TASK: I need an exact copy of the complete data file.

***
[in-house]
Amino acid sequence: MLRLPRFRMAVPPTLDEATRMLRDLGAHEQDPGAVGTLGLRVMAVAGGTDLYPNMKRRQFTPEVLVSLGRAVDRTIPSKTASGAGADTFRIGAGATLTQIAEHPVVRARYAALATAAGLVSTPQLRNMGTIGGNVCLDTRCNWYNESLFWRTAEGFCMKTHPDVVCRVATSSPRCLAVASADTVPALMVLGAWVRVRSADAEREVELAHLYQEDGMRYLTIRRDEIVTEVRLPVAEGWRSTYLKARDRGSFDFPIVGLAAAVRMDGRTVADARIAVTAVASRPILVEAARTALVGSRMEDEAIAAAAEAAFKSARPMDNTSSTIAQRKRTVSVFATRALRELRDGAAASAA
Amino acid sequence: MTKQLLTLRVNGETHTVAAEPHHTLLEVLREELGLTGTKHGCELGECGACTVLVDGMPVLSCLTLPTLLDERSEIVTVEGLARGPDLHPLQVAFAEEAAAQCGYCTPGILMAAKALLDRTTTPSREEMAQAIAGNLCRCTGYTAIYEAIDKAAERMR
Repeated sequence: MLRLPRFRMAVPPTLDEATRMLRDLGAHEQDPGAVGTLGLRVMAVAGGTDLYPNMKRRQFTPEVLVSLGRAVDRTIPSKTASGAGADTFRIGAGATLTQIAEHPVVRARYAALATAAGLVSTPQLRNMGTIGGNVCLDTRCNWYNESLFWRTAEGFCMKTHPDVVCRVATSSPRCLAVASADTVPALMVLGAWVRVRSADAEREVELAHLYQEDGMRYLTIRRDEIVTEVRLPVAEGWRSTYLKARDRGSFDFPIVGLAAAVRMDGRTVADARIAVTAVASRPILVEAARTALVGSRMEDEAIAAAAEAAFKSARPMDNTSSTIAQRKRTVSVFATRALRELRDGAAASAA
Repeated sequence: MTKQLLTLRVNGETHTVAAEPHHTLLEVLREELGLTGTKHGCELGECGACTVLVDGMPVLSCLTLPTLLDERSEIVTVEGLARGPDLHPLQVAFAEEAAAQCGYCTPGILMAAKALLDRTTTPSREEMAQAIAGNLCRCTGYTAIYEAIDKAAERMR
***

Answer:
[in-house]
Amino acid sequence: MLRLPRFRMAVPPTLDEATRMLRDLGAHEQDPGAVGTLGLRVMAVAGGTDLYPNMKRRQFTPEVLVSLGRAVDRTIPSKTASGAGADTFRIGAGATLTQIAEHPVVRARYAALATAAGLVSTPQLRNMGTIGGNVCLDTRCNWYNESLFWRTAEGFCMKTHPDVVCRVATSSPRCLAVASADTVPALMVLGAWVRVRSADAEREVELAHLYQEDGMRYLTIRRDEIVTEVRLPVAEGWRSTYLKARDRGSFDFPIVGLAAAVRMDGRTVADARIAVTAVASRPILVEAARTALVGSRMEDEAIAAAAEAAFKSARPMDNTSSTIAQRKRTVSVFATRALRELRDGAAASAA
Amino acid sequence: MTKQLLTLRVNGETHTVAAEPHHTLLEVLREELGLTGTKHGCELGECGACTVLVDGMPVLSCLTLPTLLDERSEIVTVEGLARGPDLHPLQVAFAEEAAAQCGYCTPGILMAAKALLDRTTTPSREEMAQAIAGNLCRCTGYTAIYEAIDKAAERMR
Repeated sequence: MLRLPRFRMAVPPTLDEATRMLRDLGAHEQDPGAVGTLGLRVMAVAGGTDLYPNMKRRQFTPEVLVSLGRAVDRTIPSKTASGAGADTFRIGAGATLTQIAEHPVVRARYAALATAAGLVSTPQLRNMGTIGGNVCLDTRCNWYNESLFWRTAEGFCMKTHPDVVCRVATSSPRCLAVASADTVPALMVLGAWVRVRSADAEREVELAHLYQEDGMRYLTIRRDEIVTEVRLPVAEGWRSTYLKARDRGSFDFPIVGLAAAVRMDGRTVADARIAVTAVASRPILVEAARTALVGSRMEDEAIAAAAEAAFKSARPMDNTSSTIAQRKRTVSVFATRALRELRDGAAASAA
Repeated sequence: MTKQLLTLRVNGETHTVAAEPHHTLLEVLREELGLTGTKHGCELGECGACTVLVDGMPVLSCLTLPTLLDERSEIVTVEGLARGPDLHPLQVAFAEEAAAQCGYCTPGILMAAKALLDRTTTPSREEMAQAIAGNLCRCTGYTAIYEAIDKAAERMR